Open Access
BIO Web Conf.
Volume 56, 2023
43rd World Congress of Vine and Wine
Article Number 03001
Number of page(s) 5
Section Economy and Law
Published online 24 February 2023

© The Authors, published by EDP Sciences, 2023

Licence Creative CommonsThis is an Open Access article distributed under the terms of the Creative Commons Attribution License 4.0 (

1 Introduction

Traditional grape varieties suitable for winemaking are not always suited to growing conditions the sector is facing due to climate change. Heat waves, periods of limited water supply and in some areas increased rainfall and humidity lead to challenges to produce high quality wine. There is considerable effort being made to identify grape varieties that are better adapted to these conditions, and in parallel to produce new grape varieties were needed that would survive in these challenging conditions. Another more contemporary challenge is to more profitably compete in a fiercely contested global marketplace. All producers must continue to improve the competitiveness of its wine, dried grape and table grape businesses through productivity gains, innovation, differentiation and meeting market demand.

Worldwide, grapevine breeding program have led to novel grape varieties providing a range of delivered and potential impacts, including increased yield and grape quality, resilience in hot inland environments, and novel product options for growers. As a result, the wine and grape industry has improved capacity to reduce costs and to increase sales in a competitive global marketplace.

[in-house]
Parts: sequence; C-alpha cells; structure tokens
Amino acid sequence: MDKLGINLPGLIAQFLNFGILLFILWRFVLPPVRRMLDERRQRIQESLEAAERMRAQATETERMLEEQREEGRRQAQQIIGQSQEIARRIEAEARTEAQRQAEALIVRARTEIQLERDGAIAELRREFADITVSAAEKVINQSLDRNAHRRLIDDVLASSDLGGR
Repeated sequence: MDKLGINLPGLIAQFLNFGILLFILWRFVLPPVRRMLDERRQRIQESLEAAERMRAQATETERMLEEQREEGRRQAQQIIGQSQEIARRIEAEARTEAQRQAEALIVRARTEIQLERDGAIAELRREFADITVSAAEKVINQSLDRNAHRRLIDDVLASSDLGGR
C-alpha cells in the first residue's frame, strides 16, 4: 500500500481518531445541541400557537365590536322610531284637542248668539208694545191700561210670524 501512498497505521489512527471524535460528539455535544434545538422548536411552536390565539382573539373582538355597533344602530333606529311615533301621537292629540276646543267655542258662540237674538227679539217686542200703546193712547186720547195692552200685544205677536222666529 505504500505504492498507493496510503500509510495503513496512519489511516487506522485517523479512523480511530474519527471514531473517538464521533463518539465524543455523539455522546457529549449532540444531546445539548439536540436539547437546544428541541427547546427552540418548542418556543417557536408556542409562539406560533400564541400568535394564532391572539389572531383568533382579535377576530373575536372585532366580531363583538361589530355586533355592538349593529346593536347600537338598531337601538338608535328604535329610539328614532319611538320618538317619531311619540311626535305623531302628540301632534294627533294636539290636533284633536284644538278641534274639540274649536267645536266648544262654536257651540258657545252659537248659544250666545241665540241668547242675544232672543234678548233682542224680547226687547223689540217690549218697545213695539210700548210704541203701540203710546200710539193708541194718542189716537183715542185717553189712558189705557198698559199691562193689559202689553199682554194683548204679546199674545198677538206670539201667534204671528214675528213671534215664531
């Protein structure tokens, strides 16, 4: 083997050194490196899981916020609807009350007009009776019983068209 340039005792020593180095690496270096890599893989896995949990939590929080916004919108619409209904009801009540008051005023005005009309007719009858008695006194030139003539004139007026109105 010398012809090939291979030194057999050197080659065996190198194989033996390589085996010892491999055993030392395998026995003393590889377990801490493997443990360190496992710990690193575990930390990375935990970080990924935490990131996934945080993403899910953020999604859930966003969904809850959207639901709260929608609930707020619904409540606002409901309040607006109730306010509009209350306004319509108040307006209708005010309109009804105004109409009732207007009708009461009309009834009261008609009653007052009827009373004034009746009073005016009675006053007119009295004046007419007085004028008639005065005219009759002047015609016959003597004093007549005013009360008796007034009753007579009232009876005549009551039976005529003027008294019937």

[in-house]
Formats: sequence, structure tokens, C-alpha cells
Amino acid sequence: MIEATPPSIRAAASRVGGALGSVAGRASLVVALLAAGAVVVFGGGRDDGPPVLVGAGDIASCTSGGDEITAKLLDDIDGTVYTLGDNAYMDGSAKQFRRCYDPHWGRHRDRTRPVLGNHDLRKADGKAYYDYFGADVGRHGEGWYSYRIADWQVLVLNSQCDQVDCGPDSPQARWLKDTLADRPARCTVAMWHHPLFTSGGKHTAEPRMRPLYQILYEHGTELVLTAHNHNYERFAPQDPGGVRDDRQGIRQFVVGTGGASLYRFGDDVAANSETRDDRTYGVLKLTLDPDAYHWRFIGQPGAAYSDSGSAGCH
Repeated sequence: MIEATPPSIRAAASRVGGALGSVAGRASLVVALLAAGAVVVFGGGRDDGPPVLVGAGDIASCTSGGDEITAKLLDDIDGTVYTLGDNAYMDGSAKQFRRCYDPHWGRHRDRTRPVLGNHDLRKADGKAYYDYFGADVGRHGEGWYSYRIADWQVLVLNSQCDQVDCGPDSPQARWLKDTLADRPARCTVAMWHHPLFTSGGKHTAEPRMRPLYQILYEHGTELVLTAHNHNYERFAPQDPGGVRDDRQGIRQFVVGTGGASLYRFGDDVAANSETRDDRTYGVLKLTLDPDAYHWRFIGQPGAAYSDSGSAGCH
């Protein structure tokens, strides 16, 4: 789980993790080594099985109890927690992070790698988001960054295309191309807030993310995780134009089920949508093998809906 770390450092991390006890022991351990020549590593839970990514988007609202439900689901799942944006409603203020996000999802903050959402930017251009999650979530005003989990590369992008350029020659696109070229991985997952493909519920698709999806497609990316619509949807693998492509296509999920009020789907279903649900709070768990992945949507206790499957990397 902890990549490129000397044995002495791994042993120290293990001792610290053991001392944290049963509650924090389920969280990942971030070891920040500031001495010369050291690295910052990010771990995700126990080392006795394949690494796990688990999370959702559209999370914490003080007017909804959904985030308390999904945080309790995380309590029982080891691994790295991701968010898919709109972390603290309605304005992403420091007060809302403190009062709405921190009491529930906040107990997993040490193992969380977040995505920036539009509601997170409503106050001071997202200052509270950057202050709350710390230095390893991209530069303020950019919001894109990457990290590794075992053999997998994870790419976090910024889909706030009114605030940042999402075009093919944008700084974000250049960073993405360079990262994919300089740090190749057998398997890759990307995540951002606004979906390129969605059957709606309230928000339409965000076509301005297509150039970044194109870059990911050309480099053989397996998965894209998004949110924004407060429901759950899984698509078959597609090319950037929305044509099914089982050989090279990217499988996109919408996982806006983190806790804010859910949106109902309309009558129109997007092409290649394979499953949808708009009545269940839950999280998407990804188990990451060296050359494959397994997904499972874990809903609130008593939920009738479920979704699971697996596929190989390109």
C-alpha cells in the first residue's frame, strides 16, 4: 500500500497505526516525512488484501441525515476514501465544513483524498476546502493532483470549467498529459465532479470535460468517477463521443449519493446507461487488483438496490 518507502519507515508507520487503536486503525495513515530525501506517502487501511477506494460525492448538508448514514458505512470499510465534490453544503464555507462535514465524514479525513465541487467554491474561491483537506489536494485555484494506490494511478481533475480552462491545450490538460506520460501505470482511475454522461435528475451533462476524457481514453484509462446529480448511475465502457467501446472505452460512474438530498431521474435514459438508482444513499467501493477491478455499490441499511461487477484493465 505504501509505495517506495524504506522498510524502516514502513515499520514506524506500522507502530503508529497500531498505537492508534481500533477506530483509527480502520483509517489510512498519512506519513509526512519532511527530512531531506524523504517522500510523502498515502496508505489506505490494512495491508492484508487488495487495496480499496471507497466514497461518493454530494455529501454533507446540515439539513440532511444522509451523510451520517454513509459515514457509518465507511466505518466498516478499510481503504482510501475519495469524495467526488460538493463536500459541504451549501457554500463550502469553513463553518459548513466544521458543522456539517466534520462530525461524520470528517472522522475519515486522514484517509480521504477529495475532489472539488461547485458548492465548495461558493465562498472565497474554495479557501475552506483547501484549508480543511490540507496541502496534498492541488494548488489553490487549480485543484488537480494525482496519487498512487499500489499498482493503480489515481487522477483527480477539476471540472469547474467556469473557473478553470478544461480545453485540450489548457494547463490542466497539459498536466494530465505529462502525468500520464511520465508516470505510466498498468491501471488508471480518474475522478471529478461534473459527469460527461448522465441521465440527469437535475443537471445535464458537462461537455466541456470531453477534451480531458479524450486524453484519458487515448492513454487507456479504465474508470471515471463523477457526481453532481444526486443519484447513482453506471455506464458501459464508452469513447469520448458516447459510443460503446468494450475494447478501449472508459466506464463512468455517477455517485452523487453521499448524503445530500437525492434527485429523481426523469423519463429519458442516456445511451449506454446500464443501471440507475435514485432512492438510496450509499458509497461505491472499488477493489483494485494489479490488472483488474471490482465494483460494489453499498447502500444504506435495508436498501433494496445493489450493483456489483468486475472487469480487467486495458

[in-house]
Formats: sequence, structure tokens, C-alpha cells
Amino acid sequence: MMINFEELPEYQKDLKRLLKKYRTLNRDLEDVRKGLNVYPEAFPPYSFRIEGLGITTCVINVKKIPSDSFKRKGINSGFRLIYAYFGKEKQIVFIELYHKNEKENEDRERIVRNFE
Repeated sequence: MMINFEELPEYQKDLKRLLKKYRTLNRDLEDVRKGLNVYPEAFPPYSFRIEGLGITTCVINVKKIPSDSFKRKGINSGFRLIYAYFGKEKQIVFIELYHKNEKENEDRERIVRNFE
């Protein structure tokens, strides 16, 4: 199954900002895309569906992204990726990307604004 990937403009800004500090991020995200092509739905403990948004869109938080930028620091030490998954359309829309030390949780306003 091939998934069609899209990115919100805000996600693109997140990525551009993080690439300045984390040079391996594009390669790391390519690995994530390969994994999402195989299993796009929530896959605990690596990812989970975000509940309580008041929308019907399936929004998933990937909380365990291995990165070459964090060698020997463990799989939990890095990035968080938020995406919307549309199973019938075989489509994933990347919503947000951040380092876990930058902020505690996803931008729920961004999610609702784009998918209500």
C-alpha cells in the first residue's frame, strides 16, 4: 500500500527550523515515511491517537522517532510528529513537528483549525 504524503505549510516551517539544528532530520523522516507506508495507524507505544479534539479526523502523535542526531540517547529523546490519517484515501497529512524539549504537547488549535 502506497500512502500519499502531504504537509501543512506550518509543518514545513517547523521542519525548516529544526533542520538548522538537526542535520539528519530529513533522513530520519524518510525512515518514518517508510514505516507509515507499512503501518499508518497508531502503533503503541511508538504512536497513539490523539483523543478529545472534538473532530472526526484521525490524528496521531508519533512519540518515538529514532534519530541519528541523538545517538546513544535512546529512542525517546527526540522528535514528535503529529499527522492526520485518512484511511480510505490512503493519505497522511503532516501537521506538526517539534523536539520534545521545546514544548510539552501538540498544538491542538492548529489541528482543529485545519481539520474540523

The production of new grape characteristics is needed in in order to meet challenges associated with conditions such as tolerance of arid environments, including limited water supply and heat waves, drought events and tolerance of alkaline soils.

Breeding, as opposed to importing, allows an industry to be strategic in many ways. For example, traits that will make a commercial difference can be selected for as a high priority. Moreover, it is not always possible to obtain new varieties from overseas due to utilisation of plant breeders’ rights and other forms of protection for new cultivars, adoption of exclusive distribution and/or marketing arrangements or to simple restrictions on the export of new cultivars to establish marketing advantages. This is now the case with USDA varieties which are not patented but their export is prohibited until they are established commercially in the USA. The capability of the our sector to meet these challenges may be limited by the restricted number of grape varieties currently grown. There is great potential for researchers to exploit scientific and technical solutions to meet these challenges.

Within Australia, grapevine breeding is the most prominent method used for the improvement of grape varieties and is distinct from clonal selection and virus elimination. Vine improvement through breeding in this analysis includes the production by hybridisation of new varieties better suited to Australian conditions. Grapevines are bred for specific purposes, including to produce wine grapes, dried grapes, and table grapes.